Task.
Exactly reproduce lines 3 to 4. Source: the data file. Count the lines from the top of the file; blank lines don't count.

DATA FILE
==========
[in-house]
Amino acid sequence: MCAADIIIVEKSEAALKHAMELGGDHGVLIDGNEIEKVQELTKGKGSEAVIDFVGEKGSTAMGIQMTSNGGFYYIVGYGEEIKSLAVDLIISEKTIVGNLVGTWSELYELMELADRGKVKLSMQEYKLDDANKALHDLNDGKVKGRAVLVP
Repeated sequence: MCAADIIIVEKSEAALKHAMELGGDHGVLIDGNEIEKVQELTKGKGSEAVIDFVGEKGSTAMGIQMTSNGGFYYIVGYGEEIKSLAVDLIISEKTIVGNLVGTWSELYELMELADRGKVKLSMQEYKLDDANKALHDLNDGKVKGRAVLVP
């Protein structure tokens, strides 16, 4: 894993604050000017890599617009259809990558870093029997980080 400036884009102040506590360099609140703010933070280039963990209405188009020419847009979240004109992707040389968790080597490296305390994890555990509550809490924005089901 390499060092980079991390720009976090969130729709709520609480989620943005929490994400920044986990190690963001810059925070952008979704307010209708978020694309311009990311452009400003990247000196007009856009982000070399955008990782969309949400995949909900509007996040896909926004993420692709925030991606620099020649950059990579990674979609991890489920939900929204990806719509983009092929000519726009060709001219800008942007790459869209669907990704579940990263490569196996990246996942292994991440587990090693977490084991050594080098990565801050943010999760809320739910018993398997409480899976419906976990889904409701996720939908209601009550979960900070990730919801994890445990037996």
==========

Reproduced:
Repeated sequence: MCAADIIIVEKSEAALKHAMELGGDHGVLIDGNEIEKVQELTKGKGSEAVIDFVGEKGSTAMGIQMTSNGGFYYIVGYGEEIKSLAVDLIISEKTIVGNLVGTWSELYELMELADRGKVKLSMQEYKLDDANKALHDLNDGKVKGRAVLVP
């Protein structure tokens, strides 16, 4: 894993604050000017890599617009259809990558870093029997980080 400036884009102040506590360099609140703010933070280039963990209405188009020419847009979240004109992707040389968790080597490296305390994890555990509550809490924005089901 390499060092980079991390720009976090969130729709709520609480989620943005929490994400920044986990190690963001810059925070952008979704307010209708978020694309311009990311452009400003990247000196007009856009982000070399955008990782969309949400995949909900509007996040896909926004993420692709925030991606620099020649950059990579990674979609991890489920939900929204990806719509983009092929000519726009060709001219800008942007790459869209669907990704579940990263490569196996990246996942292994991440587990090693977490084991050594080098990565801050943010999760809320739910018993398997409480899976419906976990889904409701996720939908209601009550979960900070990730919801994890445990037996």